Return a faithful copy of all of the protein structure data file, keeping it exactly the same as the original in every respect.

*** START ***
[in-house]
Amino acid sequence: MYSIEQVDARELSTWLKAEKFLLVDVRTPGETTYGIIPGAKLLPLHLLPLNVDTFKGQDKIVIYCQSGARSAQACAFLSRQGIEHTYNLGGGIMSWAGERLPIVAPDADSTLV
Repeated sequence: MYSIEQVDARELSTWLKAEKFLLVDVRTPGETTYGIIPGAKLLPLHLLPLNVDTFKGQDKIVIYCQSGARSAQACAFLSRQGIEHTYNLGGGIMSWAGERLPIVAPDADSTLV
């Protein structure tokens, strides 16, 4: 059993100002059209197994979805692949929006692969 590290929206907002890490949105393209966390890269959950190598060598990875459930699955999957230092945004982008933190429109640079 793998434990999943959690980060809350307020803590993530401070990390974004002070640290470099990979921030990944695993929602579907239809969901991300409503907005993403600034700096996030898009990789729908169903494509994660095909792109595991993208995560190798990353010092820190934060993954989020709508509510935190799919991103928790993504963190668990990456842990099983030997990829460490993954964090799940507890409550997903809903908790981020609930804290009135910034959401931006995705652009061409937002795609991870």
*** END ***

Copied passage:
[in-house]
Amino acid sequence: MYSIEQVDARELSTWLKAEKFLLVDVRTPGETTYGIIPGAKLLPLHLLPLNVDTFKGQDKIVIYCQSGARSAQACAFLSRQGIEHTYNLGGGIMSWAGERLPIVAPDADSTLV
Repeated sequence: MYSIEQVDARELSTWLKAEKFLLVDVRTPGETTYGIIPGAKLLPLHLLPLNVDTFKGQDKIVIYCQSGARSAQACAFLSRQGIEHTYNLGGGIMSWAGERLPIVAPDADSTLV
């Protein structure tokens, strides 16, 4: 059993100002059209197994979805692949929006692969 590290929206907002890490949105393209966390890269959950190598060598990875459930699955999957230092945004982008933190429109640079 793998434990999943959690980060809350307020803590993530401070990390974004002070640290470099990979921030990944695993929602579907239809969901991300409503907005993403600034700096996030898009990789729908169903494509994660095909792109595991993208995560190798990353010092820190934060993954989020709508509510935190799919991103928790993504963190668990990456842990099983030997990829460490993954964090799940507890409550997903809903908790981020609930804290009135910034959401931006995705652009061409937002795609991870």